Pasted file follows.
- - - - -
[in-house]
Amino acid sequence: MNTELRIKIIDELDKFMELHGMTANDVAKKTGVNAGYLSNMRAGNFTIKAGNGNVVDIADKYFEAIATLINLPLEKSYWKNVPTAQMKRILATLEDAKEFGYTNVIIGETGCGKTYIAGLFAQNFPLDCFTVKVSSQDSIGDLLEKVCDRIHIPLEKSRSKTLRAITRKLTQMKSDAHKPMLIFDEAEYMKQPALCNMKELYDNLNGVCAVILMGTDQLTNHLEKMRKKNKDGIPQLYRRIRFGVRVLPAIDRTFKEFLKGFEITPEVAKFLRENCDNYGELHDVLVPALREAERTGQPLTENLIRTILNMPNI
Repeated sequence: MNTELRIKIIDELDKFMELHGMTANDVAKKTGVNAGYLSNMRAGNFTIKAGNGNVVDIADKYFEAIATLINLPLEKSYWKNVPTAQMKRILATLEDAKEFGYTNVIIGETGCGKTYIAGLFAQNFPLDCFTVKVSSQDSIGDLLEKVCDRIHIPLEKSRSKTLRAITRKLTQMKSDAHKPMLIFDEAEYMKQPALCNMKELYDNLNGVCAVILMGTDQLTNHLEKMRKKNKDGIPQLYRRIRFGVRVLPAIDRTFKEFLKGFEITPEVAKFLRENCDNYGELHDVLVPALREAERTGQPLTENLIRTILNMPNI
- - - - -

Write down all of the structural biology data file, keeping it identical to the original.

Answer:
[in-house]
Amino acid sequence: MNTELRIKIIDELDKFMELHGMTANDVAKKTGVNAGYLSNMRAGNFTIKAGNGNVVDIADKYFEAIATLINLPLEKSYWKNVPTAQMKRILATLEDAKEFGYTNVIIGETGCGKTYIAGLFAQNFPLDCFTVKVSSQDSIGDLLEKVCDRIHIPLEKSRSKTLRAITRKLTQMKSDAHKPMLIFDEAEYMKQPALCNMKELYDNLNGVCAVILMGTDQLTNHLEKMRKKNKDGIPQLYRRIRFGVRVLPAIDRTFKEFLKGFEITPEVAKFLRENCDNYGELHDVLVPALREAERTGQPLTENLIRTILNMPNI
Repeated sequence: MNTELRIKIIDELDKFMELHGMTANDVAKKTGVNAGYLSNMRAGNFTIKAGNGNVVDIADKYFEAIATLINLPLEKSYWKNVPTAQMKRILATLEDAKEFGYTNVIIGETGCGKTYIAGLFAQNFPLDCFTVKVSSQDSIGDLLEKVCDRIHIPLEKSRSKTLRAITRKLTQMKSDAHKPMLIFDEAEYMKQPALCNMKELYDNLNGVCAVILMGTDQLTNHLEKMRKKNKDGIPQLYRRIRFGVRVLPAIDRTFKEFLKGFEITPEVAKFLRENCDNYGELHDVLVPALREAERTGQPLTENLIRTILNMPNI